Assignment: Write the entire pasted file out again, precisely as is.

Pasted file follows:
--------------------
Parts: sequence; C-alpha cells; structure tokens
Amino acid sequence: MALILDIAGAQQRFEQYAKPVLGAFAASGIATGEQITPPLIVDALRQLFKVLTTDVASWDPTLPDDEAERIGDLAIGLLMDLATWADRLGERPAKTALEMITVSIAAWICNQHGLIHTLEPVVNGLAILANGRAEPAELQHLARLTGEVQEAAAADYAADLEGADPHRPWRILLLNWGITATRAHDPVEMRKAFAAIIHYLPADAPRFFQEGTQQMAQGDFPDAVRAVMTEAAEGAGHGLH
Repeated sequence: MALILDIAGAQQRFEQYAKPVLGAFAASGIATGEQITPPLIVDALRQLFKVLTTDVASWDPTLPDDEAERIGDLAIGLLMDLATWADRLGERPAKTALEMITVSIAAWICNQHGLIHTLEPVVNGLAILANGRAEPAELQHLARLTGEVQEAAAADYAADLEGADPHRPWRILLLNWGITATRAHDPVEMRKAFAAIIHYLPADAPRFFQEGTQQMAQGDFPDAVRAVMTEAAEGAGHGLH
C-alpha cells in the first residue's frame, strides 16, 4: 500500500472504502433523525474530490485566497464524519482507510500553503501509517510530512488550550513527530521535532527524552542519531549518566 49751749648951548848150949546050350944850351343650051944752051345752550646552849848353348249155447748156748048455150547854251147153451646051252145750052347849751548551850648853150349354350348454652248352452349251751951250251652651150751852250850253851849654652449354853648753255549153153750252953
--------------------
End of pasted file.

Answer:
Parts: sequence; C-alpha cells; structure tokens
Amino acid sequence: MALILDIAGAQQRFEQYAKPVLGAFAASGIATGEQITPPLIVDALRQLFKVLTTDVASWDPTLPDDEAERIGDLAIGLLMDLATWADRLGERPAKTALEMITVSIAAWICNQHGLIHTLEPVVNGLAILANGRAEPAELQHLARLTGEVQEAAAADYAADLEGADPHRPWRILLLNWGITATRAHDPVEMRKAFAAIIHYLPADAPRFFQEGTQQMAQGDFPDAVRAVMTEAAEGAGHGLH
Repeated sequence: MALILDIAGAQQRFEQYAKPVLGAFAASGIATGEQITPPLIVDALRQLFKVLTTDVASWDPTLPDDEAERIGDLAIGLLMDLATWADRLGERPAKTALEMITVSIAAWICNQHGLIHTLEPVVNGLAILANGRAEPAELQHLARLTGEVQEAAAADYAADLEGADPHRPWRILLLNWGITATRAHDPVEMRKAFAAIIHYLPADAPRFFQEGTQQMAQGDFPDAVRAVMTEAAEGAGHGLH
C-alpha cells in the first residue's frame, strides 16, 4: 500500500472504502433523525474530490485566497464524519482507510500553503501509517510530512488550550513527530521535532527524552542519531549518566 49751749648951548848150949546050350944850351343650051944752051345752550646552849848353348249155447748156748048455150547854251147153451646051252145750052347849751548551850648853150349354350348454652248352452349251751951250251652651150751852250850253851849654652449354853648753255549153153750252953